We document a positive and highly significant relation between CEO inside debt compensation and insider purchasing. Consistent with existing theoretical predictions, which hypothesize that corporate insiders should react positively to CEO inside debt, we find that insiders tend to increase their levels of purchasing when the CEO is compensated with higher levels of inside debt relative to equity-based pay. Moreover, the positive association between CEO inside debt and insider trading persists when we control for a host of alternative factors that have been shown to affect investors’ trading decisions. We also execute additional tests to alleviate econometric endogeneity concerns and find that our results are qualitatively similar. In every analysis, we continue to observe a highly significant positive relationship between CEO inside debt and insider trading.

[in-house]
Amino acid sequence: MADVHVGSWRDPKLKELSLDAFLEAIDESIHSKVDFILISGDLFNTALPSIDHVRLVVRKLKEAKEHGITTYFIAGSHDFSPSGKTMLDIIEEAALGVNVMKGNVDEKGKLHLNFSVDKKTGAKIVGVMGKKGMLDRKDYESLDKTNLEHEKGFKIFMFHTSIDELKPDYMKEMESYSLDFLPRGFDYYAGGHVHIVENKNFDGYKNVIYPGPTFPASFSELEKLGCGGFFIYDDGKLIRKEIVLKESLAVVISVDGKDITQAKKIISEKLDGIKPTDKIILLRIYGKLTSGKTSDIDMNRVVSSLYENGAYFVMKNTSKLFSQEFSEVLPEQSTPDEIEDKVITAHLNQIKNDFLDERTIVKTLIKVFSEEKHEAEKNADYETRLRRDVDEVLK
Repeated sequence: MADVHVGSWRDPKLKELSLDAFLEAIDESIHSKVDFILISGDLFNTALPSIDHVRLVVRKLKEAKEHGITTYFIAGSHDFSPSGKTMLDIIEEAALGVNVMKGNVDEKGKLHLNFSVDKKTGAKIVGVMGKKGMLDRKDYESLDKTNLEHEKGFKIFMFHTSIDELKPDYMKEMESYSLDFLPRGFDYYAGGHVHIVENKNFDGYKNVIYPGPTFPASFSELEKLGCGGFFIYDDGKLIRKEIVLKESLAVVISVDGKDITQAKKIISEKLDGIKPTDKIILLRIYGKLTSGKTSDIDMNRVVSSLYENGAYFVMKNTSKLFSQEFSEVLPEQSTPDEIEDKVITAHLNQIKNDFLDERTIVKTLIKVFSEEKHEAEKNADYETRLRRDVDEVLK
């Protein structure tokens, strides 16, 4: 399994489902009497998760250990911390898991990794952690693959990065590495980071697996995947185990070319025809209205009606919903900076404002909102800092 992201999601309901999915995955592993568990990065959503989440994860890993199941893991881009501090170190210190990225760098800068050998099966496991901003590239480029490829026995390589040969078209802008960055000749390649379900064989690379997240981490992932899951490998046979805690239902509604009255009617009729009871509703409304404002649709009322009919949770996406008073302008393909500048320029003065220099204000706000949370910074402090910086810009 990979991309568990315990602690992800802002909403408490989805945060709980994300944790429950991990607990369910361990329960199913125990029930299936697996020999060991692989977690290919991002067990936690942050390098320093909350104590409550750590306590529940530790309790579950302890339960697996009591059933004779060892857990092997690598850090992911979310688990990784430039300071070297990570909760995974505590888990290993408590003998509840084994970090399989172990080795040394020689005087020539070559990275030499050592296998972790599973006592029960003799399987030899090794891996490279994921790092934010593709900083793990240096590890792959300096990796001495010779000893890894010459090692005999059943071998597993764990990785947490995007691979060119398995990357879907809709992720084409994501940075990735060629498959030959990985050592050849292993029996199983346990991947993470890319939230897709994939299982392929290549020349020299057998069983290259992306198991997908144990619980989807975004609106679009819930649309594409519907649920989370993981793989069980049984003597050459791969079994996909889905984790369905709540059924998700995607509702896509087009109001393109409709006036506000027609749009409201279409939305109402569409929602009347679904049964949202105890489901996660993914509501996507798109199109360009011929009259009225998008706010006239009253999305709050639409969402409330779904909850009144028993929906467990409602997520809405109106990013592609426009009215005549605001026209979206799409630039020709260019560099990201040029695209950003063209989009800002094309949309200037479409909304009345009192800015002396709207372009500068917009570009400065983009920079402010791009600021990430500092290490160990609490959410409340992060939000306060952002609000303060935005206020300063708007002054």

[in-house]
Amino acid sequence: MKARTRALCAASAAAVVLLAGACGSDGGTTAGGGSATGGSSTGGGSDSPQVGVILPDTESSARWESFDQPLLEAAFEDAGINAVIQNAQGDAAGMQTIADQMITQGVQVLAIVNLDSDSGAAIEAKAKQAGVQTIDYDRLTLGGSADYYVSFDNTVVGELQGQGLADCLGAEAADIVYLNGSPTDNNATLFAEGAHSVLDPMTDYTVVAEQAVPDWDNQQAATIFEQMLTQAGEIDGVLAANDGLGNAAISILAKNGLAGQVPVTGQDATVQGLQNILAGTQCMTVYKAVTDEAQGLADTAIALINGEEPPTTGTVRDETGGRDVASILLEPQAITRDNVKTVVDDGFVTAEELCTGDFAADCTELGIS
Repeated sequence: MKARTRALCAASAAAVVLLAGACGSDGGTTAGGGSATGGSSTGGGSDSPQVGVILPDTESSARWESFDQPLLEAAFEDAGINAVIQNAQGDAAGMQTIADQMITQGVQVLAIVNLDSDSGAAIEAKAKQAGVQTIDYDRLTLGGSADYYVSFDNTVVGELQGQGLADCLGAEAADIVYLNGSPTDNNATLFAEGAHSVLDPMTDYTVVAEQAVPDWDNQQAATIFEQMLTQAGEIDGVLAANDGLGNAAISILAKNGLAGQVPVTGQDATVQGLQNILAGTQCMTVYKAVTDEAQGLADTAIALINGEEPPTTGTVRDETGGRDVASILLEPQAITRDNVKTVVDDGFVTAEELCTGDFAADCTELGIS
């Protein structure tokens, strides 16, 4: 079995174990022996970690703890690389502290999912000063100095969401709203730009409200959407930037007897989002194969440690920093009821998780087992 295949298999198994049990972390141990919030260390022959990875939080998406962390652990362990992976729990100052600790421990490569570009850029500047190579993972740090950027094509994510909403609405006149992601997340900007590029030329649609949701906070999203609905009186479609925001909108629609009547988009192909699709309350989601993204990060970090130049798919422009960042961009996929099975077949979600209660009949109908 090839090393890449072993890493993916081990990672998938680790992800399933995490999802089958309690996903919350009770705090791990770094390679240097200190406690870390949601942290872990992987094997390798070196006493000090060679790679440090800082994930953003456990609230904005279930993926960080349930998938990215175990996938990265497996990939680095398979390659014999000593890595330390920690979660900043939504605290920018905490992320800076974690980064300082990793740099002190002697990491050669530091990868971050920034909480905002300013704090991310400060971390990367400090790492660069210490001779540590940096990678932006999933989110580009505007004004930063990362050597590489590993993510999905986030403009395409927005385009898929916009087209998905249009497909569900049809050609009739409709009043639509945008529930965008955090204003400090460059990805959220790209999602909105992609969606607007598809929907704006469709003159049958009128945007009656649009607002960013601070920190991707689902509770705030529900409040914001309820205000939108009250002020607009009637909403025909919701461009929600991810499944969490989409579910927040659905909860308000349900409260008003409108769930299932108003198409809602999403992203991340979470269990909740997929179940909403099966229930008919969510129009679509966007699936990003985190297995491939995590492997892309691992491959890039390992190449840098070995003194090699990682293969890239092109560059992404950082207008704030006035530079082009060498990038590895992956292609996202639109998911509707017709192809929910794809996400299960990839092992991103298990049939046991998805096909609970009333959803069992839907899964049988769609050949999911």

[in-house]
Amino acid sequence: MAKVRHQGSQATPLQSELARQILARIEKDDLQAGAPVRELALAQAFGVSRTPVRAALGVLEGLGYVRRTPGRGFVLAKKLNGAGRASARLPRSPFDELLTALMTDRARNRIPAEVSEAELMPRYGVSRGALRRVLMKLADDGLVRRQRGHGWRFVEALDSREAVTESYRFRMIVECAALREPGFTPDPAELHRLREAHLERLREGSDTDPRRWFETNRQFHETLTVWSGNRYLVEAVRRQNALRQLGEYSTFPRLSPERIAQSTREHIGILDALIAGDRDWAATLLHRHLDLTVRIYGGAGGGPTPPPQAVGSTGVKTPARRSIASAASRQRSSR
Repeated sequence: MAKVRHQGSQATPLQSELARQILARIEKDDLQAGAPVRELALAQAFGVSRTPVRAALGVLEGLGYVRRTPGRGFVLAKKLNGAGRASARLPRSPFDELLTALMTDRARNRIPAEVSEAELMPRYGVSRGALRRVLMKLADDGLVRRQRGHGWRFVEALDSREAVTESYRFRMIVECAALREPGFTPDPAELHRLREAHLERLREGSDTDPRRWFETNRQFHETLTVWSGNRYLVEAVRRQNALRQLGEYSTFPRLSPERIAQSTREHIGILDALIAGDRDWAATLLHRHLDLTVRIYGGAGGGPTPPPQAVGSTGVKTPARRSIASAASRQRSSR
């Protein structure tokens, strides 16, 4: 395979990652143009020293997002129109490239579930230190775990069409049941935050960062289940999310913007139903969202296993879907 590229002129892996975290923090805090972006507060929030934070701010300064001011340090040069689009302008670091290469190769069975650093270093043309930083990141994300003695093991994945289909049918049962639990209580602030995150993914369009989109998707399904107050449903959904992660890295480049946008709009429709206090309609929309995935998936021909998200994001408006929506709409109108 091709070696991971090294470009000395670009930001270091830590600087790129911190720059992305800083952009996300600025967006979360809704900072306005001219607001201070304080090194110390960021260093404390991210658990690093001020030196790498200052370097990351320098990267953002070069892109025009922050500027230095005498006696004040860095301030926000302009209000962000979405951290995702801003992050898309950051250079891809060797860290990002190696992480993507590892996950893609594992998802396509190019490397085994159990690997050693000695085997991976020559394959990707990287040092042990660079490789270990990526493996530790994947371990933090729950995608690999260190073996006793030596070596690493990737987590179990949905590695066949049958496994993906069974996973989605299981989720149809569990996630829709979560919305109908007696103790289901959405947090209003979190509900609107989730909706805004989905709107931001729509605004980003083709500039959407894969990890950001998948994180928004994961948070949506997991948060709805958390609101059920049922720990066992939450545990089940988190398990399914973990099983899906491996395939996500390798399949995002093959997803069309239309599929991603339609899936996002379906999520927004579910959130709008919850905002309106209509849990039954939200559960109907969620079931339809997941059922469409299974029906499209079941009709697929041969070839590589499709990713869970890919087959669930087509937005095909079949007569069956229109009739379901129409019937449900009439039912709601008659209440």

In an attempt to explore the dynamics of this relationship in greater detail, we examine the extent to which our results depend on the trading motivations of the insiders as well as their specific role within the firm. We find that the positive impact of inside debt is statistically significant solely within the subset of trades that are considered opportunistically motivated in that they likely reflect information about the firm. On the other hand, the relationship is insignificant within the subsample of routine trades initiated for portfolio rebalancing purposes. These contrasting results suggest that only opportunistic trades contain incremental information about insiders’ knowledge and expectations pertaining to inside debt compensation. Additionally, we find that the results are stronger within the subset of trades by directors and officers, implying that this group of well-informed insiders recognizes the potential for CEO inside debt compensation to enhance shareholder value.